It has been a while since my last post, other activities have kept me very busy after the release of the project. However the visit from Cees Jan Stam, an industrial design master student from the TUDelft, put me back on track. For 3 weeks during the beginning of July we developed a portable version of the OpenKnit. This was done to facilitate the field research part of Cees Jan’s master thesis. This project which focusses on the impact of digital design & fabrication in society. And in order to see how people respond to seeing it out in the world the new machine was developed to be transportable and endure use outside.
This mend some redesigns were needed, the first generation would not handle all the moving around. We scaled down the machine, this would allow most people to carry it around weighing in at 5kg without the power supply. In order to make it sturdier most of the 3d printed joints were replaced with clean profile on profile connections using a threaded profile and bolt instead. The results are quite impressive, the machine when attached to the table will not move or shake even when in use.
We did not just make it smaller, while working on the redesign for the smaller machine the rest of the machine was also reevaluated. Some of the issues that were troubling the large machine were severe vibrations and a the encoder placement did not allow for the right accuracy. To combat these issues a new brace was added between the top and bottom of the carriage. We also repositioned the encoder to the top of the carriage in combination with a rack and pinion system, this increased the resolution with 300%. Some minor alterations were also made to the angles of the needle pickup within the bottom of the carriage. While also redesigning the yarn carrier in order to make sure the yarn drop off was perfectly centered in relation to the needle beds. All of these improvements have created a more reliable machine, off course more improvements will be added down the line but it is a good step in the right direction.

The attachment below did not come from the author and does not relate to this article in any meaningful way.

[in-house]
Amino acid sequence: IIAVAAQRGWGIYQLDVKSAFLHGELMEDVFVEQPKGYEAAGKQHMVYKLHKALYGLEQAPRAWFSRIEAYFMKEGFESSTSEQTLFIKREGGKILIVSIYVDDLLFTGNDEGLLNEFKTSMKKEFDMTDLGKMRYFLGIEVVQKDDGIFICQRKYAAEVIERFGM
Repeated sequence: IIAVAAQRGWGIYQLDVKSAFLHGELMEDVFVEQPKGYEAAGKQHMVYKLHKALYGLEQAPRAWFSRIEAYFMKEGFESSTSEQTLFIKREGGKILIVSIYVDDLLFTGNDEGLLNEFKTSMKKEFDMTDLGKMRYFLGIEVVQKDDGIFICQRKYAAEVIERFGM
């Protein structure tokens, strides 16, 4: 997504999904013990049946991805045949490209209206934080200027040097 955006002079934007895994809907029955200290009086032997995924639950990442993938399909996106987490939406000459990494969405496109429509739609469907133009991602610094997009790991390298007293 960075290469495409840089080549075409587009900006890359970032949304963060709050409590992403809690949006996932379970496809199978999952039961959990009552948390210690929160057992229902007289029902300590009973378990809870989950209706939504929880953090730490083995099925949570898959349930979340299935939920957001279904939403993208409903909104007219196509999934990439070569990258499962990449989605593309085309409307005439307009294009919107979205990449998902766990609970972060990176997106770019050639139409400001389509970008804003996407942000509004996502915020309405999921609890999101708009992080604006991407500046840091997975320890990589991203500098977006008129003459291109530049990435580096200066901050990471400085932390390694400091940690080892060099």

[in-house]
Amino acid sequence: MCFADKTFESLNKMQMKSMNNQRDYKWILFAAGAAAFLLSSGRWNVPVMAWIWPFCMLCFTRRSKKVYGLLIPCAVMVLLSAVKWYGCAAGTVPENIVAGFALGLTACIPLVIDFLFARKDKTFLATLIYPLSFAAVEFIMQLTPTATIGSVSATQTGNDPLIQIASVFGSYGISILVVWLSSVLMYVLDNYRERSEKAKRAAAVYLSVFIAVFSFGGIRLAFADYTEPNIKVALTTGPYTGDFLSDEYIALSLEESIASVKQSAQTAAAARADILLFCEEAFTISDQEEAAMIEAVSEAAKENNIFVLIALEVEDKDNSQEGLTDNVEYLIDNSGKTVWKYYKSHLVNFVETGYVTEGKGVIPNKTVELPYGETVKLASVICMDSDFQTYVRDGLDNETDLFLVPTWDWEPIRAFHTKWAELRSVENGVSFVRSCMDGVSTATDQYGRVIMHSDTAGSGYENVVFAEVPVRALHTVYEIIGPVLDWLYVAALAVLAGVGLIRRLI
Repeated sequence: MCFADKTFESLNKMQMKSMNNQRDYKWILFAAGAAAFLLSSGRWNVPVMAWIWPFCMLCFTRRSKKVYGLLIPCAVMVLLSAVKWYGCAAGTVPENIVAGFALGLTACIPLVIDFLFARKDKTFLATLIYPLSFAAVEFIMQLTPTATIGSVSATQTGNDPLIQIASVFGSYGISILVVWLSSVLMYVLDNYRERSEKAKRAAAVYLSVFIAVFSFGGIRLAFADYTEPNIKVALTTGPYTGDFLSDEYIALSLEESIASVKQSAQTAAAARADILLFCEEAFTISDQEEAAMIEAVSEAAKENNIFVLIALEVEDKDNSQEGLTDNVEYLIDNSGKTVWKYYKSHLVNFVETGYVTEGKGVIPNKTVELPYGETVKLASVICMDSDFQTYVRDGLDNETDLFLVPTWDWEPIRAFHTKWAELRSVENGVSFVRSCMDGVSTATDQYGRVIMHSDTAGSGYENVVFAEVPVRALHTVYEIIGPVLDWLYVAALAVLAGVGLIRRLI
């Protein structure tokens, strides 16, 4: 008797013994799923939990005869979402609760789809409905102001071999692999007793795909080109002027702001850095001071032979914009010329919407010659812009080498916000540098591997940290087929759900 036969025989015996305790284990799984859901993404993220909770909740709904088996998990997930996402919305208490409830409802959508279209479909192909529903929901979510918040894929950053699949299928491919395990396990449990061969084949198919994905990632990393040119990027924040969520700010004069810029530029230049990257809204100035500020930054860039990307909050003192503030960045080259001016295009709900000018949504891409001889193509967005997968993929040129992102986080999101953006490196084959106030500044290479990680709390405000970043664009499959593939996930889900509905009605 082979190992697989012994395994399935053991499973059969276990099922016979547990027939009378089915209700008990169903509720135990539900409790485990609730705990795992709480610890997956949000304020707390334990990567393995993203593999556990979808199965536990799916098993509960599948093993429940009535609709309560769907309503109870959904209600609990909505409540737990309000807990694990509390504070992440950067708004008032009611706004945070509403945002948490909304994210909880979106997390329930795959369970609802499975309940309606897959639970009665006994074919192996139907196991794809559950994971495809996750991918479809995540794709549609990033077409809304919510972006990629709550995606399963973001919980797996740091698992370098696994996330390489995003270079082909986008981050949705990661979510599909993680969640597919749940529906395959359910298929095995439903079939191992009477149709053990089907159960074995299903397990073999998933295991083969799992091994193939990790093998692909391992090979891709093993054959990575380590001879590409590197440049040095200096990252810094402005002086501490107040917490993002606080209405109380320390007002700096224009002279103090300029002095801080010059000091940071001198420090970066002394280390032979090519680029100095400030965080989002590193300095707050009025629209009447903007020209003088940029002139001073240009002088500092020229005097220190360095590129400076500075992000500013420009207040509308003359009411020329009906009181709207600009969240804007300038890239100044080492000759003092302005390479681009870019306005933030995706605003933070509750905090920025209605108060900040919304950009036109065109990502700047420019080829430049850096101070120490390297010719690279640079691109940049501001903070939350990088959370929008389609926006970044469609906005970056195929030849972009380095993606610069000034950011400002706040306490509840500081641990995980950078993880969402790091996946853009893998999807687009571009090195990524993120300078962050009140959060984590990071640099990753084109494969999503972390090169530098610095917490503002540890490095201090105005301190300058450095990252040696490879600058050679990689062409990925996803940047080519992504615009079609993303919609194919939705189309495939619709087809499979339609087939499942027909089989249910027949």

This 4.70m scarf was knitted during 3 hours 25 minutes nonstop, with 3 or 4 minor errors.
I decided to name the first OpenKnit machines after the famous, and usually lost, character Wally (Waldo in the United States and Canada) because of his unforgettable striped garments. This is exactly what these versions of the machines are meant for, for creating sweaters, beanies, scarfs, socks, etc. that allow you the possibility to change colours by replacing the thread (cut and knot) while working. The number 120 responds to the number of needles the machine is using, so the first machine is called Wally340.
I haven’t had time to update the documentation of the first machine with the improvements of the Wally120, but it can be scaled up to more needles easily. Here you can find all the documentation.
The current design only includes a single Yarn carrier as the small size is not suited for complex patterns or multi tubes designs. So while you could use more than one it is not advised for this smaller version. The other limitation is that due to being smaller its maximum knit width is approximately 30 cm’s, this is still well suited for the smaller projects. However it is a cheaper and more practical alternative to the large machine to develop the overall system. As it simply clamps to any flat surface, is easy to move and store and easy to build.
To finish this update I would like to share a short impression of the Wally 120 project. Here you can see the machine on action:
Cees Jan and Gerard